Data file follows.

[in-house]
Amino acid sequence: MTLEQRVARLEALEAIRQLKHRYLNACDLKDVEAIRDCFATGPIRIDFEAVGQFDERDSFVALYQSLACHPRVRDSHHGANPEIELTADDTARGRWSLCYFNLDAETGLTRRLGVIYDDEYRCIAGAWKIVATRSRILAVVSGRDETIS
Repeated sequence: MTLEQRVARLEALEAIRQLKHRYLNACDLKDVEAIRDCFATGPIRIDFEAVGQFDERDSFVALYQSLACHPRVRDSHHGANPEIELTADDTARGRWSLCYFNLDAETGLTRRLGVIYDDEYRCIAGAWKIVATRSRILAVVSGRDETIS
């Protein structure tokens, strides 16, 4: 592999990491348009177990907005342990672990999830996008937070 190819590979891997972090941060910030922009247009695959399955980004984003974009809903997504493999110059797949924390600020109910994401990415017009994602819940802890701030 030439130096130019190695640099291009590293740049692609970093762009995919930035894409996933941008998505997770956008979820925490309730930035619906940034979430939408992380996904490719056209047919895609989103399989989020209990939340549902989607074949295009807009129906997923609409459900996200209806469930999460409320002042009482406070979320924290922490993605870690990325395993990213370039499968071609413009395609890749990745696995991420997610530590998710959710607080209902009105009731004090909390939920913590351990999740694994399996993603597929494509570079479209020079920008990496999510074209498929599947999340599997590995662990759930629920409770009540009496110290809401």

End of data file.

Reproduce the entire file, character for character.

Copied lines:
[in-house]
Amino acid sequence: MTLEQRVARLEALEAIRQLKHRYLNACDLKDVEAIRDCFATGPIRIDFEAVGQFDERDSFVALYQSLACHPRVRDSHHGANPEIELTADDTARGRWSLCYFNLDAETGLTRRLGVIYDDEYRCIAGAWKIVATRSRILAVVSGRDETIS
Repeated sequence: MTLEQRVARLEALEAIRQLKHRYLNACDLKDVEAIRDCFATGPIRIDFEAVGQFDERDSFVALYQSLACHPRVRDSHHGANPEIELTADDTARGRWSLCYFNLDAETGLTRRLGVIYDDEYRCIAGAWKIVATRSRILAVVSGRDETIS
């Protein structure tokens, strides 16, 4: 592999990491348009177990907005342990672990999830996008937070 190819590979891997972090941060910030922009247009695959399955980004984003974009809903997504493999110059797949924390600020109910994401990415017009994602819940802890701030 030439130096130019190695640099291009590293740049692609970093762009995919930035894409996933941008998505997770956008979820925490309730930035619906940034979430939408992380996904490719056209047919895609989103399989989020209990939340549902989607074949295009807009129906997923609409459900996200209806469930999460409320002042009482406070979320924290922490993605870690990325395993990213370039499968071609413009395609890749990745696995991420997610530590998710959710607080209902009105009731004090909390939920913590351990999740694994399996993603597929494509570079479209020079920008990496999510074209498929599947999340599997590995662990759930629920409770009540009496110290809401």